The J-P Memorial Prize - Our Winner

Author information: Helen Chapman , Senior front-end developer , Post information: 16 Feb 2022 , 3 min read ,
Related post categories: Culture ,

J-P Stacey was a remarkable person. He was not only my colleague at Torchbox for nine years but also a dear friend from university. I've acted alongside him in a dingy Edinburgh festival venue performing dubious student sketch comedy and got drunk on whiskey and chocolate sauce in his college room. But in another world, I've argued with him about automated set-ups for Drupal builds and joked in morning stand-ups.

But perhaps the most remarkable thing about J-P was the values that he lived his life by. He was committed to fighting climate change and embodied that fight by the way he lived his life, until his tragic and sudden death in 2017

J-P at Union Street

In his honour, the climate voice group has launched the J-P Memorial Prize, to celebrate and remember him, as well as to encourage people to live up to his values.

With the help of his wife, Kate, and his parents, Pat and John, we came up with 3 core values that embody the way that J-P lived his life. We then asked our Torchbox colleagues to nominate themselves or a colleague who particularly embodies these values, with a brief suggestion as to why. The prize is £100 to spend on something that helps the winner carry on their good work - e.g. plants for their garden or parts for their bike.

Here are the values J-P embodied:

Be the change you want to see in the world

It's about leading by example, demonstrating your beliefs through your behaviours, and not waiting for others to make a change. Don't dream it - be it!

J-P did this by:

  • Cycling from Witney to the Charlbury office every day, winter and summer
  • Leading a group of cyclists from the UK to Drupal Con in Europe
  • Nurturing his love of gardening
  • Volunteering in his spare time - everything from thermal imaging of houses to helping create an app for refugees
  • Blogging to share the knowledge he gained from experience - which could be about creating a raised bed from old pallets or tackling a thorny tech issue

Do the right thing; not the easy thing

It's about perseverance, persistence, standing up for what you believe in, and not compromising on your beliefs.

J-P did this by:

  • Giving up flying for good in 2006 although this meant missing out on professional opportunities and having a trickier journey to see family in Spain
  • Designing his garden using permaculture principles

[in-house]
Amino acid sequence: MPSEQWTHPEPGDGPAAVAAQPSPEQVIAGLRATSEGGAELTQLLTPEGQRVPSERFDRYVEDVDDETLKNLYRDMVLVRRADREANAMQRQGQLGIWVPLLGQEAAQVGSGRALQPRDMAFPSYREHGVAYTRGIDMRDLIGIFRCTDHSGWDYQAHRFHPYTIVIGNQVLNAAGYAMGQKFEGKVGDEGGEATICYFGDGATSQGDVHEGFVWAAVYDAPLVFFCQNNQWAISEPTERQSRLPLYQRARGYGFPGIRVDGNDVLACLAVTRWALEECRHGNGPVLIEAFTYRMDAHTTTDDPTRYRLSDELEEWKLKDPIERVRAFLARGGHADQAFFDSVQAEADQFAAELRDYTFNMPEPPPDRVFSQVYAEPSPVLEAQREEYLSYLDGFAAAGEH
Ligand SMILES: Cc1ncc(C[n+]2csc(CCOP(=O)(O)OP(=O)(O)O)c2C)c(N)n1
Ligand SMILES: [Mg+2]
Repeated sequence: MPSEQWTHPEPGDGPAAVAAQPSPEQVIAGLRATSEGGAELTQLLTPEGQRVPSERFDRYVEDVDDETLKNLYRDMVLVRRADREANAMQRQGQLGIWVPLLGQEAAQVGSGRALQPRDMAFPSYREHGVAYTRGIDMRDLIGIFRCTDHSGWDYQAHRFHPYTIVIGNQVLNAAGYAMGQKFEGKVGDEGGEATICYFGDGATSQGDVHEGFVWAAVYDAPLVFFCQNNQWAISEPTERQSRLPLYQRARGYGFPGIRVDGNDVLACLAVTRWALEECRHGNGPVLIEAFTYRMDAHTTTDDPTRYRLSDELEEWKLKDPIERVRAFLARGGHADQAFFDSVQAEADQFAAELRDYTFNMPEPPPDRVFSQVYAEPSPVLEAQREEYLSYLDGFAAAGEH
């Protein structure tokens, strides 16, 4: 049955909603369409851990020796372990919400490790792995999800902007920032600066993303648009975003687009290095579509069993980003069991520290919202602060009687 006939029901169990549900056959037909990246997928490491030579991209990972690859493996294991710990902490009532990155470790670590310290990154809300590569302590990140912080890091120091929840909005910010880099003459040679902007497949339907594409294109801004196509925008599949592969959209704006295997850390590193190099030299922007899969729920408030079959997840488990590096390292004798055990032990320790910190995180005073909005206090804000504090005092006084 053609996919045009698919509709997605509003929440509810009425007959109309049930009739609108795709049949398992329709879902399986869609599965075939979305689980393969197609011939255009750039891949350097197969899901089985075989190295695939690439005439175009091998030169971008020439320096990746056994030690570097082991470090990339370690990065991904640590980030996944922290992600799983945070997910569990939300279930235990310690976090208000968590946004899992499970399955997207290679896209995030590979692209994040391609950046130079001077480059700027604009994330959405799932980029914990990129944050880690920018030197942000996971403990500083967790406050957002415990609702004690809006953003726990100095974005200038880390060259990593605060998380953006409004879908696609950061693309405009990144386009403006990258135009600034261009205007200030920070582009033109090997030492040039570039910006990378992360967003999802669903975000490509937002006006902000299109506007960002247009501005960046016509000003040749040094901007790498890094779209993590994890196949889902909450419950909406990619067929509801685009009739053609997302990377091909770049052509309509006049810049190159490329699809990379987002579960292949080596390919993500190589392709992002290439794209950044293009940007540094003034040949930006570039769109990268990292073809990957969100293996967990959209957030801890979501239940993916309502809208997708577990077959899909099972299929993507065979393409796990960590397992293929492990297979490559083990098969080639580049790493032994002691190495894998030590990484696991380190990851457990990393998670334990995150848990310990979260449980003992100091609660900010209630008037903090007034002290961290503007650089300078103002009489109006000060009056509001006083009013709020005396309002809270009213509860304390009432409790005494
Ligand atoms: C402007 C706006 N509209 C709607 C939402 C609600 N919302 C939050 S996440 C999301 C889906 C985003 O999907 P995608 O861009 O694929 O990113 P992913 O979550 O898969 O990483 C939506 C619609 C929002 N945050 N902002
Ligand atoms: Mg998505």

• Always calling out prejudice, even when it made for really difficult conversations

Help others to shine more brightly

It's about amplifying the voices of others - particularly the marginalised, the overlooked, and the unconfident. Supporting people to be the best they can be. Believing in the strength of others, and helping them to believe in themselves.

J-P did this by:

  • Encouraging the less confident to speak at Geek Nights
  • Always taking the time to talk to people and explain things to people who needed help
  • Trying to ensure groups underrepresented in tech got a voice at Geek Nights
  • Using his online presence to boost others and share their work

The judges to decide the winners of the competition were Kate, J-P's wife, as well as Annie and me from the climate voice group.

We had some really inspiring nominations - it was lovely to read what people had to say about their colleagues and the good things they were doing, whether that was charity work, care for the mental health of others, kindness in looking out for colleagues' wellbeing, or avoiding polluting forms of transport.

But when it came to sitting down and judging the entries there was one clear winner. Jenny Hearn got no fewer than 5 nominations (although she wasn't the only person to receive more than one), and there is no doubt that her values in life align with J-P's.


Jenny has resolved to stop all flying despite being a keen traveller, and she was an enthusiastic participator in plastic-free July. She's an avid composter, and a huge advocate of re-using things, which is better than recycling.

She is always looking out for people and has been an important part of the wellbeing voice group. She helped shape Torchbox's response when everyone started working from home in the pandemic. Several people commented how she would check-in if they were looking less than their cheerful selves, and how kind and helpful this was. She has helped others to be open and honest about their mental health and get help if they need it. She’s also recently started volunteering at Atamai Tutor Centre (Atamai seeks to remedy inequalities in education, exacerbated by the pandemic), and has signed up for the 66 mile long Great Exmoor bike ride in September.

So very, very well done Jenny. I hope this prize encourages you to keep up the good work and inspires others to follow in your footsteps. As one person put it in their nomination, 'We should be more Jenny' - and of course, we should all 'be more J-P'.

Love you and miss you J-P.

Author information: Helen Chapman , Senior front-end developer , Post information: 16 Feb 2022 , 3 min read ,
Related post categories: Culture ,